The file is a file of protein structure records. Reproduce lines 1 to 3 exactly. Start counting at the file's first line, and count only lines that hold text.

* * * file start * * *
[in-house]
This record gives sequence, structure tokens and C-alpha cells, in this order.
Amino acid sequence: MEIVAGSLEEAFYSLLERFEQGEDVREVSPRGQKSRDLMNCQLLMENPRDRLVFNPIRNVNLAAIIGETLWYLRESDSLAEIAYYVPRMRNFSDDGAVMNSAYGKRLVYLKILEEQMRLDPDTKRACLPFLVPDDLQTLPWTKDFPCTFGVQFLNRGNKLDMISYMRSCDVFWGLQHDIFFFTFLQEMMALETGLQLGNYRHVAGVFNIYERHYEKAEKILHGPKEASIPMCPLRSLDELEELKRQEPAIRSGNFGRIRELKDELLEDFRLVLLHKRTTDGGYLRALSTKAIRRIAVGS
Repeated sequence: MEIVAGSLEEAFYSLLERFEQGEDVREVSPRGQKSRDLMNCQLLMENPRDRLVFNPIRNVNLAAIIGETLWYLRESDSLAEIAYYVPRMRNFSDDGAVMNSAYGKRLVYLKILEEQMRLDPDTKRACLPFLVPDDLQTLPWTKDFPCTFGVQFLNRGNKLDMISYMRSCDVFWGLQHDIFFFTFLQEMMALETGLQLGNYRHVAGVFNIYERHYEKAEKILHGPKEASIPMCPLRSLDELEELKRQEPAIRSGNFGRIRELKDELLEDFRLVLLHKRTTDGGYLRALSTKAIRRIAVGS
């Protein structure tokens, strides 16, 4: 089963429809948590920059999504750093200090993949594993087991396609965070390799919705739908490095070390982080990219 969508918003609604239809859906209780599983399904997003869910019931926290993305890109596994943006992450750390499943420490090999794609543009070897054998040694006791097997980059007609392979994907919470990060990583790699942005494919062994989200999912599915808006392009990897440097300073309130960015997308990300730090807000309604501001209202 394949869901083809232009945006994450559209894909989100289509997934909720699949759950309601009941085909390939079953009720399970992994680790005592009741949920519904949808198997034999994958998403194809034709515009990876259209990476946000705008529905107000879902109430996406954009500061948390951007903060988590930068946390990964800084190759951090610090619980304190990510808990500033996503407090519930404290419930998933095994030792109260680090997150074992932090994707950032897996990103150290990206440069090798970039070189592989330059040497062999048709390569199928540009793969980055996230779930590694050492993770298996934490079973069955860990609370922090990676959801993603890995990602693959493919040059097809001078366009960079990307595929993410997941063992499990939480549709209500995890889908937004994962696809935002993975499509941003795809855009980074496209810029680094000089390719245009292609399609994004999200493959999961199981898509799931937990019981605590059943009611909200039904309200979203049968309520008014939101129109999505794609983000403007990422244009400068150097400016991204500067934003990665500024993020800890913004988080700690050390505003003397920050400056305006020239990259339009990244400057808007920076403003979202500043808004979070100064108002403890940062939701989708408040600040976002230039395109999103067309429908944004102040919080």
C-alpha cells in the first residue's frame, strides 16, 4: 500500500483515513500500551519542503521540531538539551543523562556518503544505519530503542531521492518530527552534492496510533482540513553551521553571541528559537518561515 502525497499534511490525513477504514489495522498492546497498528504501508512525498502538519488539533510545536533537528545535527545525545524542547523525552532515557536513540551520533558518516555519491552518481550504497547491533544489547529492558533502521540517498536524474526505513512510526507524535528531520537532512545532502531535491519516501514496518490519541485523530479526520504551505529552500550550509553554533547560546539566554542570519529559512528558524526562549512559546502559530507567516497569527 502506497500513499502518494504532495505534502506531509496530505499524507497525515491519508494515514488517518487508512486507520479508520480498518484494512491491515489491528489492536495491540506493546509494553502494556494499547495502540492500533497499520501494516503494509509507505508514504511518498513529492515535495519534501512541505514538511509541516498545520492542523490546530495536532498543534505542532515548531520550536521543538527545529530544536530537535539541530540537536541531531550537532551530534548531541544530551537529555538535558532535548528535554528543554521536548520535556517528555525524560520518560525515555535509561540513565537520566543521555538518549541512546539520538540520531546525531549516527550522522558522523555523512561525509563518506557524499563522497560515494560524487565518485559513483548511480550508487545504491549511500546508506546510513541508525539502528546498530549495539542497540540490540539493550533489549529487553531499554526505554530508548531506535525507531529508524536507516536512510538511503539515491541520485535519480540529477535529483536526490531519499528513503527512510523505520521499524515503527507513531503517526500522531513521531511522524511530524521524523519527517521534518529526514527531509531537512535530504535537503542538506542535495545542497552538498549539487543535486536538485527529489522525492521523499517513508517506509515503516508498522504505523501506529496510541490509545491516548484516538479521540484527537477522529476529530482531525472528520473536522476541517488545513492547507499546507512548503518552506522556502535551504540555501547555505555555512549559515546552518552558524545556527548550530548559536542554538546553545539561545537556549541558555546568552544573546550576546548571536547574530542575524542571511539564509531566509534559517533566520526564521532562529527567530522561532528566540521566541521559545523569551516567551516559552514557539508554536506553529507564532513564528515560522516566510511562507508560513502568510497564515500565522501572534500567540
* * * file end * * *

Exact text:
[in-house]
This record gives sequence, structure tokens and C-alpha cells, in this order.
Amino acid sequence: MEIVAGSLEEAFYSLLERFEQGEDVREVSPRGQKSRDLMNCQLLMENPRDRLVFNPIRNVNLAAIIGETLWYLRESDSLAEIAYYVPRMRNFSDDGAVMNSAYGKRLVYLKILEEQMRLDPDTKRACLPFLVPDDLQTLPWTKDFPCTFGVQFLNRGNKLDMISYMRSCDVFWGLQHDIFFFTFLQEMMALETGLQLGNYRHVAGVFNIYERHYEKAEKILHGPKEASIPMCPLRSLDELEELKRQEPAIRSGNFGRIRELKDELLEDFRLVLLHKRTTDGGYLRALSTKAIRRIAVGS